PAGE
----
Alfred Marshall and Neoclassicism
Economics Becomes a Science
Alfred Marshall (1842–1924), a British economics professor at Oxford University, developed economics into a more rigorous, professional discipline than ever before. He invented concepts such as price elasticity, the representative firm, consumer’s surplus, and other ideas that significantly enlarged the “analytical tool kit” of the economist.
Darwin’s ideas about biological evolution especially influenced Marshall, who learned a great deal about economic behavior by viewing a business firm as a biological organism, complete with a life cycle. He is perhaps best remembered for explaining the interaction of supply (i.e. costs of production) and demand (i.e. consumer utility), using the famous “scissors” metaphor to explain how these forces determine the price of an object.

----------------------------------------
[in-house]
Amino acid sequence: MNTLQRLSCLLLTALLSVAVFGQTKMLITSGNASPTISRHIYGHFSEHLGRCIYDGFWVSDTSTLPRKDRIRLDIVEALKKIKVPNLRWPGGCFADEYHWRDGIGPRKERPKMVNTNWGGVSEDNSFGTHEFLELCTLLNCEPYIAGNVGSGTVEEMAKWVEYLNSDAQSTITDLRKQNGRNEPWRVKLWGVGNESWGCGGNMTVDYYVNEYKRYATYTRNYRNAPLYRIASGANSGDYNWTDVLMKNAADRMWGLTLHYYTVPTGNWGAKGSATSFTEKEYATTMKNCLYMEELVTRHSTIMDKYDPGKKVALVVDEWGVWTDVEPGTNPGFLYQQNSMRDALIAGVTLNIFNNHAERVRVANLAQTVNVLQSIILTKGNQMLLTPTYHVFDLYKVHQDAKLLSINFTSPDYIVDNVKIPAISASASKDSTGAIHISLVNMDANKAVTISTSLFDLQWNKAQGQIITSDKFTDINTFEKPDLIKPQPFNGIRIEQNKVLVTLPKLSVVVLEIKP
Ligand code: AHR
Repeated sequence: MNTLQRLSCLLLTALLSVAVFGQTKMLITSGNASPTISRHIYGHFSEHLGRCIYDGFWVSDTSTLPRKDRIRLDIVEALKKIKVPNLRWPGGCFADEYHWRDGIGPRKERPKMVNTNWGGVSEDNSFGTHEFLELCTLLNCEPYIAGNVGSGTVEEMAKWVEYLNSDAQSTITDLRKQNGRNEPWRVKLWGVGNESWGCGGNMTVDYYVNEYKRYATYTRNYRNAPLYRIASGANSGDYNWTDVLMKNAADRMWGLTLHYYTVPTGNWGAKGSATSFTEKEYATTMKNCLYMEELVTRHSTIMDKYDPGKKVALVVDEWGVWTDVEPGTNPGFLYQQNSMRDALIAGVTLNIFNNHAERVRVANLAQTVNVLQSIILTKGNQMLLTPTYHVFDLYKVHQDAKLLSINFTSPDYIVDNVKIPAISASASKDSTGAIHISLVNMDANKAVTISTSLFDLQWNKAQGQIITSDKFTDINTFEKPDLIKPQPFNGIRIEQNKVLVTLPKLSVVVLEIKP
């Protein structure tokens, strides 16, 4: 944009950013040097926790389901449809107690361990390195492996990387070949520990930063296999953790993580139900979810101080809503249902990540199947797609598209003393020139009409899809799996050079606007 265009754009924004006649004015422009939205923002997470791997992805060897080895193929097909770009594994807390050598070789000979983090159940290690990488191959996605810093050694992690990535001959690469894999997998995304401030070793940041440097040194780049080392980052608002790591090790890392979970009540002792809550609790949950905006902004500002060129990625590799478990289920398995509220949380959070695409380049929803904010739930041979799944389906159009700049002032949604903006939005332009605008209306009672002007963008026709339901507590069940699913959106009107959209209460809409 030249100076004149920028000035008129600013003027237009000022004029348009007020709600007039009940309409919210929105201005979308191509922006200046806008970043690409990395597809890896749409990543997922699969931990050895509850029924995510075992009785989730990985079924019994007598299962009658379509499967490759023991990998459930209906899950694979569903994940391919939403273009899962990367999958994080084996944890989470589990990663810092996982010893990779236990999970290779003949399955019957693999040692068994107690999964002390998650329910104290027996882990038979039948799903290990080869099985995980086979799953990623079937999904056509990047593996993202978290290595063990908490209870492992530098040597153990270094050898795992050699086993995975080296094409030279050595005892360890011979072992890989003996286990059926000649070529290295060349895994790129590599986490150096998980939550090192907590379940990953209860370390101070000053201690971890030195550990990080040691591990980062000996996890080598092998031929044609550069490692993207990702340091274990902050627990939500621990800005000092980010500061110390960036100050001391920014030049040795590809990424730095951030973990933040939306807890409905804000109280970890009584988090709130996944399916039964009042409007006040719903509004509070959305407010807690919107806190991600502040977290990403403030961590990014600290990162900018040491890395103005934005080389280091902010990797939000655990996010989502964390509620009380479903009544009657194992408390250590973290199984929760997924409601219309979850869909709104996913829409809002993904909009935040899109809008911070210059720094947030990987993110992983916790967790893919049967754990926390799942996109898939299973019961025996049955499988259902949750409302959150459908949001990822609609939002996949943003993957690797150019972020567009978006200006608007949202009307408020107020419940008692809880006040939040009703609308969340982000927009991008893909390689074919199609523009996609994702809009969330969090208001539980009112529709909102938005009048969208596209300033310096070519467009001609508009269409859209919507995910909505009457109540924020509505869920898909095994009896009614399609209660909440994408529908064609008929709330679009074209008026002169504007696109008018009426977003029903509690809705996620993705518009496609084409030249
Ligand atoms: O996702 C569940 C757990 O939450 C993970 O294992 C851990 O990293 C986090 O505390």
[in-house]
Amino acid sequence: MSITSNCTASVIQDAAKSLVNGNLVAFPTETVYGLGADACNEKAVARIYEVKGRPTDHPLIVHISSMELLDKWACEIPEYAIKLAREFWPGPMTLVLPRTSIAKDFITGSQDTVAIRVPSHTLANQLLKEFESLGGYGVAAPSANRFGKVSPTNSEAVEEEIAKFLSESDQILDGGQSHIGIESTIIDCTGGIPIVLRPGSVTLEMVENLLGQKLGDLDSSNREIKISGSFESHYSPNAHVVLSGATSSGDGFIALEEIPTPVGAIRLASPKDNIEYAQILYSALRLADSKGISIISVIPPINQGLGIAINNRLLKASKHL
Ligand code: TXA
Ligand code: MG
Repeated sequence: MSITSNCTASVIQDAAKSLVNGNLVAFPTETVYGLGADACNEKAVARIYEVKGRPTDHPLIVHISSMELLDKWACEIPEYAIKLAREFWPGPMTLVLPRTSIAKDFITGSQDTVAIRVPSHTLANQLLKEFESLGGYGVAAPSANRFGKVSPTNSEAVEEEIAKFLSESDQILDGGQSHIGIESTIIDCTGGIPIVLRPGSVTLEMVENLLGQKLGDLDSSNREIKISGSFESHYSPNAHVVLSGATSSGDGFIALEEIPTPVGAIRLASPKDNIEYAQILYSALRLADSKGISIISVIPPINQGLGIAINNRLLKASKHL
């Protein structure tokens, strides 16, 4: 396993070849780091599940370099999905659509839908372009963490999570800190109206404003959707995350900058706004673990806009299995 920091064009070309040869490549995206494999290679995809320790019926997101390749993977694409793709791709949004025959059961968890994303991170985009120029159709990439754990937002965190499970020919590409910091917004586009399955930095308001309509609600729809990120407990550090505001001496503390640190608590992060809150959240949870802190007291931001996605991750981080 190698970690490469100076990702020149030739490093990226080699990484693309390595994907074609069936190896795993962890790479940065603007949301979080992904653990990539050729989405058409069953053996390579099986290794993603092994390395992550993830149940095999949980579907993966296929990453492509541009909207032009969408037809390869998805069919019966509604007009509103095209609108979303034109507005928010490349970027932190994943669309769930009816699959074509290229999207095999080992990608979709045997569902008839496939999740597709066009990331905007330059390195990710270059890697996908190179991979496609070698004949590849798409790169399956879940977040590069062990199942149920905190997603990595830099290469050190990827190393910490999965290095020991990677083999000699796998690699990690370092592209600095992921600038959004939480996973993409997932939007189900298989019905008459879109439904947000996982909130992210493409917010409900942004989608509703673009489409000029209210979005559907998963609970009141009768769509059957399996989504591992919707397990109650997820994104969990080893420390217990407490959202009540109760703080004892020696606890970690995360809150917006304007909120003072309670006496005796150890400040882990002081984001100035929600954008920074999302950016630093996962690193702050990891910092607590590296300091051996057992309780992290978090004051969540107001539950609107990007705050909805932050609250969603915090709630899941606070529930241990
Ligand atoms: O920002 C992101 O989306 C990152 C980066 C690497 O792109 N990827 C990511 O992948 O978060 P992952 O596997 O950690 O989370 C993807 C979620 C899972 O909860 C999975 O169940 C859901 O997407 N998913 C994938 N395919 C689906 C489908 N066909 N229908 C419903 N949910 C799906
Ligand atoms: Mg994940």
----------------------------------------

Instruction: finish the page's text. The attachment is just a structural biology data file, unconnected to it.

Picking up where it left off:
The Great Economic Thinkers series is a collection of presentations that explain, in understandable language, the major ideas of history’s most important economists. Special emphasis is placed on each thinker’s attitude toward capitalism, revealing their influence in today’s debate on economic progress and prosperity.
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